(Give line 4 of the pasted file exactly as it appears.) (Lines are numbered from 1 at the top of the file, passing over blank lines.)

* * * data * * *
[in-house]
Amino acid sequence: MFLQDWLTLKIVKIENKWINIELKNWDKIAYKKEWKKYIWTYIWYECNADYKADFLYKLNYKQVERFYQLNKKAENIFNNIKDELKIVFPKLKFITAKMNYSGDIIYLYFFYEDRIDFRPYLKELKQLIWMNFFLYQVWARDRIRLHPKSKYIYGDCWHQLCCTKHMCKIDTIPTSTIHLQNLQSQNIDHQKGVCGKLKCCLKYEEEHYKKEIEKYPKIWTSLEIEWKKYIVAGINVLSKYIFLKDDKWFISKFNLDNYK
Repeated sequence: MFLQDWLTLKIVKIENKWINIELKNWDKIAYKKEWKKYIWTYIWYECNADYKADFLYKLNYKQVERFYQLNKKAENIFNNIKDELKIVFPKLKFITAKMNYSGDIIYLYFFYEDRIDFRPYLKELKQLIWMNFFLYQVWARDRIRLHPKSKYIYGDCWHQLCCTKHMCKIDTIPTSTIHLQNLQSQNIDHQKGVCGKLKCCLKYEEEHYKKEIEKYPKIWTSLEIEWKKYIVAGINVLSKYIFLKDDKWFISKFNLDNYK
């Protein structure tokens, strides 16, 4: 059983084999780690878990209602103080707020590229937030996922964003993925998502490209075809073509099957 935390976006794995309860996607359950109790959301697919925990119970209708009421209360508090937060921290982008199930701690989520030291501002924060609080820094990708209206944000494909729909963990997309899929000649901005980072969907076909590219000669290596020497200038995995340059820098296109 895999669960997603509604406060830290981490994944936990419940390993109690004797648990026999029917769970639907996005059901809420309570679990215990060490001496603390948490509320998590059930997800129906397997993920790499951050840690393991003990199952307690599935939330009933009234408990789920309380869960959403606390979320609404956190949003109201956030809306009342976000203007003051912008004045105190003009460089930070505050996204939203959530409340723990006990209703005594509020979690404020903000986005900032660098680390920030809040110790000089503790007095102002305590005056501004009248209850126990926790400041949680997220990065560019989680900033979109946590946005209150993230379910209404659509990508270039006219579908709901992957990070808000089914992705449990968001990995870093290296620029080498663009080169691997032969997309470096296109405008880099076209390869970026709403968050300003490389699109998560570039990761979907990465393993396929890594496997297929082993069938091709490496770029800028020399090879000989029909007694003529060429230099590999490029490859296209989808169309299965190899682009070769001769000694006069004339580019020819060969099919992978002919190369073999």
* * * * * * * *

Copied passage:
């Protein structure tokens, strides 16, 4: 059983084999780690878990209602103080707020590229937030996922964003993925998502490209075809073509099957 935390976006794995309860996607359950109790959301697919925990119970209708009421209360508090937060921290982008199930701690989520030291501002924060609080820094990708209206944000494909729909963990997309899929000649901005980072969907076909590219000669290596020497200038995995340059820098296109 895999669960997603509604406060830290981490994944936990419940390993109690004797648990026999029917769970639907996005059901809420309570679990215990060490001496603390948490509320998590059930997800129906397997993920790499951050840690393991003990199952307690599935939330009933009234408990789920309380869960959403606390979320609404956190949003109201956030809306009342976000203007003051912008004045105190003009460089930070505050996204939203959530409340723990006990209703005594509020979690404020903000986005900032660098680390920030809040110790000089503790007095102002305590005056501004009248209850126990926790400041949680997220990065560019989680900033979109946590946005209150993230379910209404659509990508270039006219579908709901992957990070808000089914992705449990968001990995870093290296620029080498663009080169691997032969997309470096296109405008880099076209390869970026709403968050300003490389699109998560570039990761979907990465393993396929890594496997297929082993069938091709490496770029800028020399090879000989029909007694003529060429230099590999490029490859296209989808169309299965190899682009070769001769000694006069004339580019020819060969099919992978002919190369073999």